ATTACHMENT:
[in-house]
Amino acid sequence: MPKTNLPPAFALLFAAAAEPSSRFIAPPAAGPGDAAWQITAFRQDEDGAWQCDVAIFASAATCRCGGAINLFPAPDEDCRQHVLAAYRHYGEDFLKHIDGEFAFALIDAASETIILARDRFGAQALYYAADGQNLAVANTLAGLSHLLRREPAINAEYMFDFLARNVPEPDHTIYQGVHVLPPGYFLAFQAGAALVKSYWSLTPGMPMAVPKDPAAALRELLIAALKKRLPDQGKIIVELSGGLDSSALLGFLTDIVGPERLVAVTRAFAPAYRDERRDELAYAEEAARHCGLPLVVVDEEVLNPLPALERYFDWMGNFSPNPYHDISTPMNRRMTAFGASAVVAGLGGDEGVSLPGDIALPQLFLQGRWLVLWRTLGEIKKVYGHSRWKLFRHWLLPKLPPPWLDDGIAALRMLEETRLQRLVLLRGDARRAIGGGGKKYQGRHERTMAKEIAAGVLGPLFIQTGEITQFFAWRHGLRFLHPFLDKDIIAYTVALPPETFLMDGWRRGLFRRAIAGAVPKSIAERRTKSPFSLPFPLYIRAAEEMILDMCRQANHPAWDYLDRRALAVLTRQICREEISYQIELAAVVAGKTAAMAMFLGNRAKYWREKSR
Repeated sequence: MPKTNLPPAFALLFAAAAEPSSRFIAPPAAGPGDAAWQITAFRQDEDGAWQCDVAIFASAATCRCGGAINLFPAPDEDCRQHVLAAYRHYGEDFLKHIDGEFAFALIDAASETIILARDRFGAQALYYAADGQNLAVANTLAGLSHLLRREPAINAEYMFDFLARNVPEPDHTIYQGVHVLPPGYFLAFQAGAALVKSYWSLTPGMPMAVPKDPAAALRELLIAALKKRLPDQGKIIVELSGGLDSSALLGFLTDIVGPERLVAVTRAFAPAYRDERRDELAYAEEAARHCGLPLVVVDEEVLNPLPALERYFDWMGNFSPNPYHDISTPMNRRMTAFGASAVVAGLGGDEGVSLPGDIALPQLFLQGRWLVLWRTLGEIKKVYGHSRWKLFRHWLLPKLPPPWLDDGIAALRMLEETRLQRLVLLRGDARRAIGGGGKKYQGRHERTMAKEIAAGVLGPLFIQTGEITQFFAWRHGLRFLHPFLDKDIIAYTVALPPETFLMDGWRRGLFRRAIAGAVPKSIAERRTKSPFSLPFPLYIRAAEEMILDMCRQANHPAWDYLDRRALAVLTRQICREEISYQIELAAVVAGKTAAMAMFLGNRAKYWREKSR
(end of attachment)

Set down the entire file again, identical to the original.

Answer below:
[in-house]
Amino acid sequence: MPKTNLPPAFALLFAAAAEPSSRFIAPPAAGPGDAAWQITAFRQDEDGAWQCDVAIFASAATCRCGGAINLFPAPDEDCRQHVLAAYRHYGEDFLKHIDGEFAFALIDAASETIILARDRFGAQALYYAADGQNLAVANTLAGLSHLLRREPAINAEYMFDFLARNVPEPDHTIYQGVHVLPPGYFLAFQAGAALVKSYWSLTPGMPMAVPKDPAAALRELLIAALKKRLPDQGKIIVELSGGLDSSALLGFLTDIVGPERLVAVTRAFAPAYRDERRDELAYAEEAARHCGLPLVVVDEEVLNPLPALERYFDWMGNFSPNPYHDISTPMNRRMTAFGASAVVAGLGGDEGVSLPGDIALPQLFLQGRWLVLWRTLGEIKKVYGHSRWKLFRHWLLPKLPPPWLDDGIAALRMLEETRLQRLVLLRGDARRAIGGGGKKYQGRHERTMAKEIAAGVLGPLFIQTGEITQFFAWRHGLRFLHPFLDKDIIAYTVALPPETFLMDGWRRGLFRRAIAGAVPKSIAERRTKSPFSLPFPLYIRAAEEMILDMCRQANHPAWDYLDRRALAVLTRQICREEISYQIELAAVVAGKTAAMAMFLGNRAKYWREKSR
Repeated sequence: MPKTNLPPAFALLFAAAAEPSSRFIAPPAAGPGDAAWQITAFRQDEDGAWQCDVAIFASAATCRCGGAINLFPAPDEDCRQHVLAAYRHYGEDFLKHIDGEFAFALIDAASETIILARDRFGAQALYYAADGQNLAVANTLAGLSHLLRREPAINAEYMFDFLARNVPEPDHTIYQGVHVLPPGYFLAFQAGAALVKSYWSLTPGMPMAVPKDPAAALRELLIAALKKRLPDQGKIIVELSGGLDSSALLGFLTDIVGPERLVAVTRAFAPAYRDERRDELAYAEEAARHCGLPLVVVDEEVLNPLPALERYFDWMGNFSPNPYHDISTPMNRRMTAFGASAVVAGLGGDEGVSLPGDIALPQLFLQGRWLVLWRTLGEIKKVYGHSRWKLFRHWLLPKLPPPWLDDGIAALRMLEETRLQRLVLLRGDARRAIGGGGKKYQGRHERTMAKEIAAGVLGPLFIQTGEITQFFAWRHGLRFLHPFLDKDIIAYTVALPPETFLMDGWRRGLFRRAIAGAVPKSIAERRTKSPFSLPFPLYIRAAEEMILDMCRQANHPAWDYLDRRALAVLTRQICREEISYQIELAAVVAGKTAAMAMFLGNRAKYWREKSR